In 2003 and 2004, NASA officials conducted extensive wind-tunnel tests on three possible redesigns at NASA's Glenn Research Center in Cleveland, said G. Scott Williamson, the engineer who conducted the tests. They considered eliminating the foam wedges, reducing them or building a kind of "fence" on the back edge of the rectangular tray that holds cables to redirect the wind.
Lockheed Martin, which operates the Michoud Assembly Facility in New Orleans that applies the foam to the tank, declined to answer specific questions about the foam incident.
NASA officials indicated in news releases before the launch that they were still looking closely at redesigning the area where the problem occurred Tuesday. There are two similar foam wedges on the tank -- one near the top section that holds liquid oxygen, and the other on the bottom section, which holds hydrogen. The part that ripped off was near the hydrogen tank.
On the current flight, NASA continued its testing by placing devices to measure the wind speed or pressure, called accelerometers, on the tank.
The measurements were to "be used to determine whether there is need for the ramps in future tank modifications," according to a news release before the launch.
One focus for investigators looking into Tuesday's mishap will be a 10-foot section of the PAL wedge that had been dissected to make another repair that was also designed to reduce the possibility of losing foam, Malone said. The foam was then reapplied.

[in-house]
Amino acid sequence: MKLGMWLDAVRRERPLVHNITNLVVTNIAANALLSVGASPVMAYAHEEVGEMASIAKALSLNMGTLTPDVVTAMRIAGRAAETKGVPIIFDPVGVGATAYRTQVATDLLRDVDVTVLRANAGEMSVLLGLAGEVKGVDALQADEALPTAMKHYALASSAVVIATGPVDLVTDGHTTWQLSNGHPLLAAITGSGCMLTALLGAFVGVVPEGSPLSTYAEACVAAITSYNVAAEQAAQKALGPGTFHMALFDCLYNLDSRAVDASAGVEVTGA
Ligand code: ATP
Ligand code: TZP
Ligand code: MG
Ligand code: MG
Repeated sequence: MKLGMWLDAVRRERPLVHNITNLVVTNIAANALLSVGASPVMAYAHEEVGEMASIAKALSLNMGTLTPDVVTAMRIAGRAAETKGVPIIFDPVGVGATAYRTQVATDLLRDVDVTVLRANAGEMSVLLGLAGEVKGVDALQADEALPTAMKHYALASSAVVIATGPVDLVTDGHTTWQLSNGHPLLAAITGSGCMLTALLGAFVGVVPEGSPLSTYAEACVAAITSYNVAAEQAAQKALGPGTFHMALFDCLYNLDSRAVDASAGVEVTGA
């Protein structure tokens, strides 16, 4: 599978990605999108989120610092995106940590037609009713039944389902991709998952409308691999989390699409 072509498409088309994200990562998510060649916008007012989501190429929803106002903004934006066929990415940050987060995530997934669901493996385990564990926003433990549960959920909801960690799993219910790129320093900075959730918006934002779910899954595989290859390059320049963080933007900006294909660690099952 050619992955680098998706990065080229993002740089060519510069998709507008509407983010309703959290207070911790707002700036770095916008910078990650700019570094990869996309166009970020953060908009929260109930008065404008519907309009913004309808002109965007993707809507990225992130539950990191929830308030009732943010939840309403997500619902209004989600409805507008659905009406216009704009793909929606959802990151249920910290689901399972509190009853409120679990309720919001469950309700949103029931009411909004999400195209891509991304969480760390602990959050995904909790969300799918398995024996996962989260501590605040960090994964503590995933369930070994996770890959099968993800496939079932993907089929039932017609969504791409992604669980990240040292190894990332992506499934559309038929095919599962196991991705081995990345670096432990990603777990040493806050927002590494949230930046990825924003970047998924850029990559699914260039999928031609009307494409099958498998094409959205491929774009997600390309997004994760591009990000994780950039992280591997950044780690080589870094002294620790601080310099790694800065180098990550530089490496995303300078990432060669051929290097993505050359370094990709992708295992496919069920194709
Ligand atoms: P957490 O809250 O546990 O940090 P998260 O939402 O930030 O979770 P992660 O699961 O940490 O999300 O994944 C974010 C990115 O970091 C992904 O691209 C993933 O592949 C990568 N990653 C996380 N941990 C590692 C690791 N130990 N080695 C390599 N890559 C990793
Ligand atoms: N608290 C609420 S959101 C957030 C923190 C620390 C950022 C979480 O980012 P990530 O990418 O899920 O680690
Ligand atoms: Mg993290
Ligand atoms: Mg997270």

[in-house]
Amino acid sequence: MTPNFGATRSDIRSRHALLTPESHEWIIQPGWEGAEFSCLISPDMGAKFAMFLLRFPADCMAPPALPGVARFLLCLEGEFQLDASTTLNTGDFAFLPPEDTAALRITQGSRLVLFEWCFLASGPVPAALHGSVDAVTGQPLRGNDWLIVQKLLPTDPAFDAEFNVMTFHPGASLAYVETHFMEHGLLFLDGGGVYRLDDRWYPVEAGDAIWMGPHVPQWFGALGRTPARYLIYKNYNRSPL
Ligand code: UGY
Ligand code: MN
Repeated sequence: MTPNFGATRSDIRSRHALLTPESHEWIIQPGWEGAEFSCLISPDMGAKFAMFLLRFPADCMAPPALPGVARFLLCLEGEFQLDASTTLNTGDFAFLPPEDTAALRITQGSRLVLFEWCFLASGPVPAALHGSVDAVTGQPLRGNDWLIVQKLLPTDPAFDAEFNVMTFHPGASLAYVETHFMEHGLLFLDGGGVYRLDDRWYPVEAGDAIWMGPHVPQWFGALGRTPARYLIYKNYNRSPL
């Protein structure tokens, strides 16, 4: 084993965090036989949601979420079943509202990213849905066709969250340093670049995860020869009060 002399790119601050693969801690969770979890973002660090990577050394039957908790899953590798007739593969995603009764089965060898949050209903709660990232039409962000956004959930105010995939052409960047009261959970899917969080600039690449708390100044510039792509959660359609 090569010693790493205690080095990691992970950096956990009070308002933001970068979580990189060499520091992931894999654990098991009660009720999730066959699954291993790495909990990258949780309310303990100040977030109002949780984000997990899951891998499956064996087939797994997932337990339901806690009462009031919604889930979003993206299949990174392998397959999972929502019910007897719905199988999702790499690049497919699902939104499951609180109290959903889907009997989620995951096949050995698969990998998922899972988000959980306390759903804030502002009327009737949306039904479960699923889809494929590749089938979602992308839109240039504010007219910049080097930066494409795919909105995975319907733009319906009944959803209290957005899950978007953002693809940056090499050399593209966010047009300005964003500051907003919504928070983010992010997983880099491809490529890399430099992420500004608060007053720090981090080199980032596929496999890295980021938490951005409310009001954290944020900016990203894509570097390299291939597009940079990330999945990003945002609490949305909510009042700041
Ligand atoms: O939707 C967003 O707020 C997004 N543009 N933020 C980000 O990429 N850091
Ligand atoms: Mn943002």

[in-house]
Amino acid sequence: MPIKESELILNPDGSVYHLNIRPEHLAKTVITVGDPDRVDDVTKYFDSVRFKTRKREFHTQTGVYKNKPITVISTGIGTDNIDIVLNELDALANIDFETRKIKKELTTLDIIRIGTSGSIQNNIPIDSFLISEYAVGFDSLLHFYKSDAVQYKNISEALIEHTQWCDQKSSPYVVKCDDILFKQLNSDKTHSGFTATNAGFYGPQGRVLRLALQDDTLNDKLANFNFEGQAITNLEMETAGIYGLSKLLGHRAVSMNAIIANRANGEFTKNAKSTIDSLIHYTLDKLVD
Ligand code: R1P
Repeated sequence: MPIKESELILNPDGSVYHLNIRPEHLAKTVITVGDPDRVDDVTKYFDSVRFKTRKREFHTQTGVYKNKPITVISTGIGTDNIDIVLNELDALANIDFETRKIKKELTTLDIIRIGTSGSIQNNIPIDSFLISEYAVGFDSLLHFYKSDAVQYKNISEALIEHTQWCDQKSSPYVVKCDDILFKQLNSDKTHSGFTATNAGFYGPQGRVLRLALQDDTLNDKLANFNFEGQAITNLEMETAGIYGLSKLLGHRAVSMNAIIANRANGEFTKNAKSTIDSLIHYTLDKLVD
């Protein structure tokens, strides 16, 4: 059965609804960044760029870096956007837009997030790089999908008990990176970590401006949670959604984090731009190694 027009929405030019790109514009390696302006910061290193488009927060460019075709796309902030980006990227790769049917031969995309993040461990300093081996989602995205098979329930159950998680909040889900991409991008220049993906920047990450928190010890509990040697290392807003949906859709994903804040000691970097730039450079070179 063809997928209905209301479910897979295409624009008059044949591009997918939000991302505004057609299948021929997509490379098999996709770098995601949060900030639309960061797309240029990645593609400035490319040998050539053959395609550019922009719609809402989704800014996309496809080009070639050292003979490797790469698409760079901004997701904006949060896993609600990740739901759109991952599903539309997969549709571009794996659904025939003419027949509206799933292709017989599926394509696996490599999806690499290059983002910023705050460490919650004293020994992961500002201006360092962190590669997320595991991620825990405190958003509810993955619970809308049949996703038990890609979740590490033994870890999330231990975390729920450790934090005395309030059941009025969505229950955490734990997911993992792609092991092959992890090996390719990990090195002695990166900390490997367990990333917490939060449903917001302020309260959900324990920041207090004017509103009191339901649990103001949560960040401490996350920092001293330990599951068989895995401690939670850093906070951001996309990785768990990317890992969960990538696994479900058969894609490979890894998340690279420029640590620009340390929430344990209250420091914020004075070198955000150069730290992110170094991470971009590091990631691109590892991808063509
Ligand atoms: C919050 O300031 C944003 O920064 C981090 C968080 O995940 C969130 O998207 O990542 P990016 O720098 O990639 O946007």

The foam-shedding problem had long plagued the space shuttle and proved to be one of the most vexing issues NASA faced after the Columbia disaster, several experts noted yesterday. NASA spent millions of dollars and thousands of hours implementing dozens of changes and safeguards that included improving the fitting that connects the external tank to the orbiter; a video camera on the liquid oxygen feed line to photograph liftoff; reversed bolts on the flange of the tank's midsection and a new process for spraying thermal foam on that area; redesign of the joints for movement along the liquid oxygen feed line to the main engines; and more rigorous procedure of spraying on the foam. The foam is needed to insulate the tank and keep the fuel at extreme subzero temperatures.
"They had a lot of different issues they were working after Columbia," said George Whitesides, executive director of the National Space Society. "Foam was one they threw quite a bit of resources at, and I think to a certain extent never got fully comfortable that they had solved it."
But several members of the Return to Flight Task Group, which helped oversee NASA's response to the Columbia disaster, said that although they were surprised and disappointed by the latest developments, the agency had taken a number of steps that seemed to have addressed the issue.
"I certainly believe from what I know that they had done whatever they could to fix the problem," said Kathryn Thornton of the University of Virginia. "You can think you have a problem fixed, but until you have a chance to test it you don't really know, and this was the test."
Nevertheless, the agency clearly had failed to solve the problem and now faces the daunting task of starting the process again, several experts said.
James N. Hallock, a member of the Columbia Accident Investigation Board and aviation safety manager of the Department of Transportation, said NASA needs to figure out how foam reacts to supersonic speeds.
"Do they really, really understand what's causing the problem?" Hallock said. "I suspect they really don't understand the mechanisms the way they really need to."
"Obviously they didn't do enough," said Jerry Grey, director of science and technology policy for the American Institute of Aeronautics and Astronautics. "What they have to do now is go back and review the whole process."